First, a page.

Author Topic: Smoked Fish  (Read 10092 times)

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jack1747

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Smoked Fish
« on: November 30, 2004, 06:09:09 PM »
We like smoke dried fish but the stuff u buy is to salty for us.  What kind of smoker could we use?  For what kinds of local fish? In MD/VA ;D




Offline bob

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Re: Smoked Fish
« Reply #1 on: December 01, 2004, 06:07:05 PM »
I have bought salt herring and soaked them overnight before smoking.  I have also done  salmon several times as well using a salt/brown sugar and spice rub.  One of my favorites is fresh caught blue fish - the oily meat doesnít dry out.  I have an el cheapo brinkman water smoker.

When I was a kid my dad used to do eel but I donít have a source for them or the nerve to try it!

Offline Randy

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Re: Smoked Fish
« Reply #2 on: December 02, 2004, 08:33:30 AM »
Alton Brown on Good Eats on the food network did a whole show on smoking fish.  His show repeat fairly often so you might keep an eye out for it.

E-mail him and they might be able to tell you when the next air date is.
Here is the link and his recipe but I have never tried it.

http://www.foodnetwork.com/food/show_ea/episode/0,1976,FOOD_9956_19322,00.html

1 cup kosher salt
1/2 cup sugar
1/2 cup dark brown sugar
1 tablespoon crushed black peppercorns
2 large salmon fillets or sides, pin bones removed

In a bowl, mix together salt, sugar, brown sugar and peppercorns. Spread extra-wide aluminum foil a little longer than the length of the fish and top with an equally long layer of plastic wrap. Sprinkle 1/3 of the rub onto the plastic. Lay 1 side of the fish skin down onto the rub. Sprinkle 1/3 of the rub onto the flesh of the salmon. Place second side of salmon, flesh down onto the first side. Use the remaining rub to cover the skin on the top piece. Fold plastic over to cover then close edges of foil together and crimp tightly around the fish.
Place wrapped fish onto a plank or sheet pan and top with another plank or pan. Weigh with a heavy phone book or a brick or two and refrigerate for 12 hours. Flip the fish over and refrigerate another 12 hours. Some juice will leak out during the process so make sure there's a place for the runoff to gather.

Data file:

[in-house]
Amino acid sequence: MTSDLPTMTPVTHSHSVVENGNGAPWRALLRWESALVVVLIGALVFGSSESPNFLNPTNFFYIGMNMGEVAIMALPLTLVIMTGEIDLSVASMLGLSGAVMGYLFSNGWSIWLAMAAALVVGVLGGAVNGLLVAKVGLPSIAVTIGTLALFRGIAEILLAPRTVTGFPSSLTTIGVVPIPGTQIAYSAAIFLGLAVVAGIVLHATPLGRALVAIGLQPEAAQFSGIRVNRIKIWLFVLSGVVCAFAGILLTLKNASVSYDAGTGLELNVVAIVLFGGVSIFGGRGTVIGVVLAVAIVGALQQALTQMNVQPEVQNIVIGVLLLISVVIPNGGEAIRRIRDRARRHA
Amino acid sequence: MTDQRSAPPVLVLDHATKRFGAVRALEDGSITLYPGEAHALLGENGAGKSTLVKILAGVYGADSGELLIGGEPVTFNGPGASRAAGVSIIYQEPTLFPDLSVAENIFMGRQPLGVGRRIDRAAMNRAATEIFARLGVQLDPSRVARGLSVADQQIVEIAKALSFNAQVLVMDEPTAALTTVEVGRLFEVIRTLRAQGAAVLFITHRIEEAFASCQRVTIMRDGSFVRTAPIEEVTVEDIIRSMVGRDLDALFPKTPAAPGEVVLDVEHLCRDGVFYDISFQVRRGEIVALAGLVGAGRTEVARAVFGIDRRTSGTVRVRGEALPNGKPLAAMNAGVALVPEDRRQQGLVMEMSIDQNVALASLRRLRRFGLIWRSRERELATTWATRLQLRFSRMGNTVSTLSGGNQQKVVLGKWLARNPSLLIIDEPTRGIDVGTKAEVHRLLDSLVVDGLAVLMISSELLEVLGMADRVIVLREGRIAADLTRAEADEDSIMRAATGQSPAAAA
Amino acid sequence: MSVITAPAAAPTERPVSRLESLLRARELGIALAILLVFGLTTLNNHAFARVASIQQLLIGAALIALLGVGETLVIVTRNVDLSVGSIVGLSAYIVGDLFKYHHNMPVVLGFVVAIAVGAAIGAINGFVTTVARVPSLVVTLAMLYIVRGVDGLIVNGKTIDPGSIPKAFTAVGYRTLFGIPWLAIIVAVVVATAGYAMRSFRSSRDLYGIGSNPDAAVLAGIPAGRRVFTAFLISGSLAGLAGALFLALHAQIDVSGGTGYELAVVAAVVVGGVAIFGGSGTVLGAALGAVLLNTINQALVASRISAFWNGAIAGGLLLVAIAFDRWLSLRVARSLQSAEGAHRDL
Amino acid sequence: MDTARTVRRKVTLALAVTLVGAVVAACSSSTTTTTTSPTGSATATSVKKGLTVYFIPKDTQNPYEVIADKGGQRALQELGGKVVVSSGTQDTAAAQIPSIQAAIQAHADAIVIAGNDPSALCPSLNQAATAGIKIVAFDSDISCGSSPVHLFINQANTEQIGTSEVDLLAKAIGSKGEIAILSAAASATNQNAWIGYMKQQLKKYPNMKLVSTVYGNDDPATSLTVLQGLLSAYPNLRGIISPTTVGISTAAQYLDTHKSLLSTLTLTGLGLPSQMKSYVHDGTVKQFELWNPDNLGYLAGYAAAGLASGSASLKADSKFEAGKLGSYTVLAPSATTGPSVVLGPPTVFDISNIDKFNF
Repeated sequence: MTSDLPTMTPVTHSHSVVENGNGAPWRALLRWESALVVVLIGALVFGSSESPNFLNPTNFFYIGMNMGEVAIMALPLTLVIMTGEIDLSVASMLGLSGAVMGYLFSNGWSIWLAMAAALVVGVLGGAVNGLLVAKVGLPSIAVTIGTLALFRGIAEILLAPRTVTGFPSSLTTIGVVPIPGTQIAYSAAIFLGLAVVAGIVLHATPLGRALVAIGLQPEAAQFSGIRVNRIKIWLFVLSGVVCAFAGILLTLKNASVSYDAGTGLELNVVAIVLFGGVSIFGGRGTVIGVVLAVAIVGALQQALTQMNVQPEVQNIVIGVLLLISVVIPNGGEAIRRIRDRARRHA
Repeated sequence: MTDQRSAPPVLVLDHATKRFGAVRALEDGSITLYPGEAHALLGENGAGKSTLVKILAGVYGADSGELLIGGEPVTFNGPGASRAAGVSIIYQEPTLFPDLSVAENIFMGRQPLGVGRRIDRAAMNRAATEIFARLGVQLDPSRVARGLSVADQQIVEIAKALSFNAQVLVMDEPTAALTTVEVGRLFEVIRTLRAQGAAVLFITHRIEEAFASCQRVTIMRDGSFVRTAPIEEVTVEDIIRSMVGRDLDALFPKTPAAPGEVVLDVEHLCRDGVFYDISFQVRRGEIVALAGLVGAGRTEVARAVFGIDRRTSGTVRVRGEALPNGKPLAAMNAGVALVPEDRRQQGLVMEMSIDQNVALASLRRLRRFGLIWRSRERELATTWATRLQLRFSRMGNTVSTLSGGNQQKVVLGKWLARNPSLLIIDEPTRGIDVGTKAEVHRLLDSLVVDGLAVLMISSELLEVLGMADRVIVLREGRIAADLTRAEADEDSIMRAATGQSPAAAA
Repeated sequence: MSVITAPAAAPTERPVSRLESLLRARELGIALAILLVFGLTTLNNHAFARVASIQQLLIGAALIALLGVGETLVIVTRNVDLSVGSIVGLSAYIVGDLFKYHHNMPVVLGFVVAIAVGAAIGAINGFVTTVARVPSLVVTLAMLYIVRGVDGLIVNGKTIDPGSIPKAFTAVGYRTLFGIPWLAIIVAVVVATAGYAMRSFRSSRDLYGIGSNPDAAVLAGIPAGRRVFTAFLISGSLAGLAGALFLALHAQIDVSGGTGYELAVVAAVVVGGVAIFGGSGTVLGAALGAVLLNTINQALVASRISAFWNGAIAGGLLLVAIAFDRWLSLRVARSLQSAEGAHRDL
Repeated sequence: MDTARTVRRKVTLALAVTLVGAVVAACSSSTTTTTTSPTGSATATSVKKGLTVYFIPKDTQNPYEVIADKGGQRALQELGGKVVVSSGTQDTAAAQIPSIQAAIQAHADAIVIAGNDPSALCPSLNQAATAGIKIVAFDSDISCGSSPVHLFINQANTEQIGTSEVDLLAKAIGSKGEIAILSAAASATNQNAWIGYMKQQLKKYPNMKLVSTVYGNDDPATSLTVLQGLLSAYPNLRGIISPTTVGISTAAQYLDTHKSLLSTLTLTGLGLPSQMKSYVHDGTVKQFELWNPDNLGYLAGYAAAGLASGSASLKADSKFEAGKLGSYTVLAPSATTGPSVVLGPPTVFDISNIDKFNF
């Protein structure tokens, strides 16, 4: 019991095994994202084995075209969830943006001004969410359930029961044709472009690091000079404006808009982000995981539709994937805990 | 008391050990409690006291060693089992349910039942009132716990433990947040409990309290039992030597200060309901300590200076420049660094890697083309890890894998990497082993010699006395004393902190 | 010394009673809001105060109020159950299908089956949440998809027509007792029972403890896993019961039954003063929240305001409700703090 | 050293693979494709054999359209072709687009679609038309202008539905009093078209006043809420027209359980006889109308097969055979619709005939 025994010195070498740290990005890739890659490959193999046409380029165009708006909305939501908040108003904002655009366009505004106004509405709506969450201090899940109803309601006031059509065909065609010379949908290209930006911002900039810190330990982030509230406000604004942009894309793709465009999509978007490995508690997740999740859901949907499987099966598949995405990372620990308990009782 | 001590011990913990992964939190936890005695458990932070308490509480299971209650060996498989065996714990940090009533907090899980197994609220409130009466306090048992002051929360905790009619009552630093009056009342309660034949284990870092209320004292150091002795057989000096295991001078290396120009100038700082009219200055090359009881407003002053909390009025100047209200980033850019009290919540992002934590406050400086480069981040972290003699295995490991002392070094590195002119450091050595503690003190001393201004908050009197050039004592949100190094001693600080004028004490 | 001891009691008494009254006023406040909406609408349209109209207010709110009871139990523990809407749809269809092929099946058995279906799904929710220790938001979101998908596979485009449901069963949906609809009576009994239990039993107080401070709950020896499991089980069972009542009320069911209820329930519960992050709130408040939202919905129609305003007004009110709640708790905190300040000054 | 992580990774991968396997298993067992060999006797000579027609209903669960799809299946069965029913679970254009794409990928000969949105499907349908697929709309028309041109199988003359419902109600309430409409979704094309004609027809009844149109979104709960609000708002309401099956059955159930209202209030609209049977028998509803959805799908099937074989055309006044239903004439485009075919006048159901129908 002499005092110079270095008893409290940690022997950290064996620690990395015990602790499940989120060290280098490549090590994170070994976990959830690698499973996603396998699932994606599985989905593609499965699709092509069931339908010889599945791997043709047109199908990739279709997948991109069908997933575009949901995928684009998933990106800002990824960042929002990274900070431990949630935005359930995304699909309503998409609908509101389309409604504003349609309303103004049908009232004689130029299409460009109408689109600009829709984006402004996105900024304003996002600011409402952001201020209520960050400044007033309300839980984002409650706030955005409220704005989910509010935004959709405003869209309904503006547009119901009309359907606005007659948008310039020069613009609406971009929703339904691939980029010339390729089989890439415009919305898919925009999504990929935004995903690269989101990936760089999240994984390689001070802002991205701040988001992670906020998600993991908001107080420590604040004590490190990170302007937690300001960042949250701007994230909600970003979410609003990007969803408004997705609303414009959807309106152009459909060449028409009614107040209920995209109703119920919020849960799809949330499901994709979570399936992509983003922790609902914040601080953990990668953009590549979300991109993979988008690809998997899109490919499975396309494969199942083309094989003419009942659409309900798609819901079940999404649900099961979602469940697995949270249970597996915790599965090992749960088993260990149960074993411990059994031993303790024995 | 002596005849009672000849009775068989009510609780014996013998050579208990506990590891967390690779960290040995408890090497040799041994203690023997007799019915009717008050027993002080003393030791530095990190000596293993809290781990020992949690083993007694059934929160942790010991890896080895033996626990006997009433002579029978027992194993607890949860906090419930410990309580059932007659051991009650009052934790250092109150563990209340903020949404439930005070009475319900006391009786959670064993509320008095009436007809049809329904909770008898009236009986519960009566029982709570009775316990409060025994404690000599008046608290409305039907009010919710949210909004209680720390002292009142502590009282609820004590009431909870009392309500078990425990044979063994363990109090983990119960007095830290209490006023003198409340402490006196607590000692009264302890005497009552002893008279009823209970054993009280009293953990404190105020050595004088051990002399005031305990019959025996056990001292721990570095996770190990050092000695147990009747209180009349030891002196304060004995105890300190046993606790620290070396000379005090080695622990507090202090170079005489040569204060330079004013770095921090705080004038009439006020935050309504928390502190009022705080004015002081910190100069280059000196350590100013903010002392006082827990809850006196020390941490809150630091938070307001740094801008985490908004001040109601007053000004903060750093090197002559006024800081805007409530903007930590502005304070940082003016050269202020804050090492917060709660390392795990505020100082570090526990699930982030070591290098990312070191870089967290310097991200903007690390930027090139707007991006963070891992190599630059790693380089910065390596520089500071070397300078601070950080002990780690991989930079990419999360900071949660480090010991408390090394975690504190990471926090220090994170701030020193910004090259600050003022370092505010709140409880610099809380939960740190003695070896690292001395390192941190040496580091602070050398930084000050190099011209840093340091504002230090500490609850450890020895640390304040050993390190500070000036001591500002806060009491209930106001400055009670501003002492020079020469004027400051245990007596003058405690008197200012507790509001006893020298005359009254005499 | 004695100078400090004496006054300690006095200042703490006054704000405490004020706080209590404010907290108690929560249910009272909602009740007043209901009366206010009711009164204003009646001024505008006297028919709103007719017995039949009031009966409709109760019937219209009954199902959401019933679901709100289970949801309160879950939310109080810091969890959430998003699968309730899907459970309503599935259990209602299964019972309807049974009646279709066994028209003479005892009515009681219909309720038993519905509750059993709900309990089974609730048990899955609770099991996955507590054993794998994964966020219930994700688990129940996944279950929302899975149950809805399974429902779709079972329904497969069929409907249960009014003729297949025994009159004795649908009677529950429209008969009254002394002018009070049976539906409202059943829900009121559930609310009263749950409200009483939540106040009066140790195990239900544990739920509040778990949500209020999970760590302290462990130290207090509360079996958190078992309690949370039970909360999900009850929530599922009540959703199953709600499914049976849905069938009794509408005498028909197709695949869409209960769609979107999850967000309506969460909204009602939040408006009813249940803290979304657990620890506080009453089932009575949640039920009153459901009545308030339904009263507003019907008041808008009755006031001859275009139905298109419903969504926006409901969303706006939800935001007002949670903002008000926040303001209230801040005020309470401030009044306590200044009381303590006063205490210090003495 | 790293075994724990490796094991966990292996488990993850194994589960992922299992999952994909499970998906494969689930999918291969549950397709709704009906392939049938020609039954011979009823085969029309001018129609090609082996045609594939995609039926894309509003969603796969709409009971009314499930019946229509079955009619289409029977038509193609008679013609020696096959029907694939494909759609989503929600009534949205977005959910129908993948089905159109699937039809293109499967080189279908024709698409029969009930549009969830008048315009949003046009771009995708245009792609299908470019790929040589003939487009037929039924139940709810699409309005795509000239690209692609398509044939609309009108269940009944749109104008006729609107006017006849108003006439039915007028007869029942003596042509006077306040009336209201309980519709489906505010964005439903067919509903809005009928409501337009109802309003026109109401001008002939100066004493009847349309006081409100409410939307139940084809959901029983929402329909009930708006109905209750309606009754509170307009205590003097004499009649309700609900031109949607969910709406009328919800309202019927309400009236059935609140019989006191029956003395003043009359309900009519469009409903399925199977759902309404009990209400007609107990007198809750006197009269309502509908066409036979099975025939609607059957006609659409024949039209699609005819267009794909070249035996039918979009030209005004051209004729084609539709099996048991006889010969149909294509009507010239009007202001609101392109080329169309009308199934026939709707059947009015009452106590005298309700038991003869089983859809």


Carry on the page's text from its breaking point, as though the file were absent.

Unwrap fish and rinse off the cure with cold water. Pat salmon with paper towels then place in a cool, dry place (not the refrigerator) until the surface of the fish is dry and matte-like, 1 to 3 hours depending on humidity. A fan may be used to speed the process.
Smoke fish (see Note) over smoldering hardwood chips or sawdust, keeping the temperature inside the smoker between 150 degrees F and 160 degrees F until the thickest part of the fish registers 150 degrees. Serve immediately or cool to room temperature, wrap tightly and refrigerate for up to 3 days.
Cook's Note: Trout, mackerel, and bluefish also smoke well.



Offline bob

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Re: Smoked Fish
« Reply #3 on: December 03, 2004, 05:25:21 PM »
This method is very similar to what I have done with salmon except that I do not get the temp that high.  I probably am doing more smoking/drying than anything producing kind of a fish jerky.  The result do well for several weeks in the refridge and last a long time in a freezer.

With blues or spanish I go easy on the spices and let the flavor of the fish come through.....  just my way and suits my taste-  Bob

Offline DKM

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Re: Smoked Fish
« Reply #4 on: December 03, 2004, 10:39:35 PM »
I tried the Good Eats recipe a couple of time and thought the salmon came out really good.

DKM
Just how many boards can I be on anyways.